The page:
Girl Selling Flowers was painted when Morris was just 18 years old, and depicts his girlfriend at the time, Diana Dors. The big red lips and blonde hair were defining characteristics of the Swindon-born actress and model, and other signs of the glamorous Dors can be detected in the shapely leg and black stiletto heel. But these latter details are almost swallowed up in the rest of the scene, which represents the noise and colours Morris encountered at the Petticoat Lane Market in London.

A great mixture of urban and organic life presents itself in bold colours and flattened simplified forms, layered on top of each other in a way that is almost evocative of a collage. The effect is a delightfully chaotic scene of shapes and colours, in which the eye is always drawn back to the bright red lips and splash of yellow hair.

This style is quite different from the biomorphic forms set in stark surreal landscapes for which Morris is now known. Yet in Girl Selling Flowers we can detect the playful and inquisitive character of his later work, but through the eyes of a young man captivated by beauty and energy.

Landscape

Landscape 1956

Denis Wirth-Miller (1915–2010)

Swindon Museum and Art Gallery

From young love in Swindon to roaring bohemian London: Landscape was painted by the popular and sought-after Denis Wirth-Miller in 1956.

Wirth-Miller was part of an alternative post-war art scene littered with huge names in modern British art. Most notable is Francis Bacon, who had a huge amount of respect for Wirth-Miller, and collaborated with him on several paintings. Yet, despite being somewhat eclipsed by the legendary painter in recent years, Wirth-Miller was a well-respected painter of landscapes in his own right.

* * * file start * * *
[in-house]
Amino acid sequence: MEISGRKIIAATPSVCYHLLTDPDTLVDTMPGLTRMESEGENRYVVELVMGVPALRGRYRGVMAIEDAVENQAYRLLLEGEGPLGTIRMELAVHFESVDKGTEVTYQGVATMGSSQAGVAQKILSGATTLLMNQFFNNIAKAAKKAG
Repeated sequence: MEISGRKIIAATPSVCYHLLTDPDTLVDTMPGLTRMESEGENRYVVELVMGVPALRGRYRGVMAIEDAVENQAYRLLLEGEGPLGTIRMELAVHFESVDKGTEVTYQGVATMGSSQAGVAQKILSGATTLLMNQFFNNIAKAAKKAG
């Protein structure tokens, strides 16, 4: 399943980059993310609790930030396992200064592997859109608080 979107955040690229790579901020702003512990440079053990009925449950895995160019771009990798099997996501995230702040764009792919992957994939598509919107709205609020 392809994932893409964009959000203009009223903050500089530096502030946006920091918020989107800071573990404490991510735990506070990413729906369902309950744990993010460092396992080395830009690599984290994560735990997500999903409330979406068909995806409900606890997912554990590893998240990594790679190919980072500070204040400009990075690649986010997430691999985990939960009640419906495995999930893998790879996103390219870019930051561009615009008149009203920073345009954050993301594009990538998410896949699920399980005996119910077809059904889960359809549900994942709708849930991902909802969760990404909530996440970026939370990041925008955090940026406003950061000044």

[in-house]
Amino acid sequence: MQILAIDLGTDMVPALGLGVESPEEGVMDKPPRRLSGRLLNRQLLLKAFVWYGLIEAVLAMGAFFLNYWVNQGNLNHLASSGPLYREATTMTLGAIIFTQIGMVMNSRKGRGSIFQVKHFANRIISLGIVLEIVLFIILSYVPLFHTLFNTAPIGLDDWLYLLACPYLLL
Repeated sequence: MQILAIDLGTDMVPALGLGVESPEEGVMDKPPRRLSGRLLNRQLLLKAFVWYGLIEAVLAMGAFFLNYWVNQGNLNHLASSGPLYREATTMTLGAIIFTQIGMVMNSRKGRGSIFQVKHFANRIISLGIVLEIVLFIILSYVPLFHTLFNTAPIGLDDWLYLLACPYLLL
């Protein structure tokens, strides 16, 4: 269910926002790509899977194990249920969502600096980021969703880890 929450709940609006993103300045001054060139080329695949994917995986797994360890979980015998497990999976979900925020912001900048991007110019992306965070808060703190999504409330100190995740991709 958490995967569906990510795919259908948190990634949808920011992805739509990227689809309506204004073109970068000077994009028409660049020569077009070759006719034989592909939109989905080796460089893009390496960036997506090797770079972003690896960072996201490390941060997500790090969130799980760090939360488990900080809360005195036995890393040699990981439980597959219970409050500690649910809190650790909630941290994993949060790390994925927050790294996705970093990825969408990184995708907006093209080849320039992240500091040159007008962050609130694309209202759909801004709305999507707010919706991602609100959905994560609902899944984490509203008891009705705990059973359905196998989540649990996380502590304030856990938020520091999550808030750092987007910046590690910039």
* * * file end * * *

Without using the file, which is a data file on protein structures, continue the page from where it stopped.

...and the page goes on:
Though the location of Swindon's Landscape is uncertain, the work is a perfect example of Wirth-Miller's distinctive, flat landscapes of East Anglia and Dartmoor. A flat horizon line sliced through with energetic sweeps of paint gives one a sense of travelling through the landscape at speed with a bright blue sky above. Like many of Wirth-Miller's landscapes, it is infused with great sensitivity and dynamism.

Florestan

Florestan 1986

Gillian Ayres (1930–2018)

Swindon Museum and Art Gallery

Finally, we land in the 1980s with Gillian Ayres' Florestan, a painting of uncensored energy and freedom of expression, created at a moment in her long career when colour was at its most vibrant. Such was the excitement generated by Ayres' work, that during this decade she was named runner up for the John Moores Painting Prize in 1982, and nominated for the Turner Prize in 1989. In 1986, the same year Ayres was appointed OBE, Florestan was created.

Upon the large canvas, over 130cm square, sweeps of yellow, pink, blue, red, orange and green come together in a noisy symphony of marks and colours. Suggestions of images move in and out of view, but ultimately the painting is about the way those marks and colours relate and respond to one another. In this sense, Ayres' working method is similar to a composer writing a piece of music, so it is perhaps apt that she named it after one of the main characters in Beethoven's only opera, Fidelio.

Katie Ackrill, Project Engagement Officer for Art on Tour, a project based at Swindon Museum and Art Gallery

Due to the coronavirus pandemic, Art on Tour has developed extensive digital engagement work, including podcasts, articles and family activities, which you can find at www.swindonmuseumandartgallery.org.uk/artontour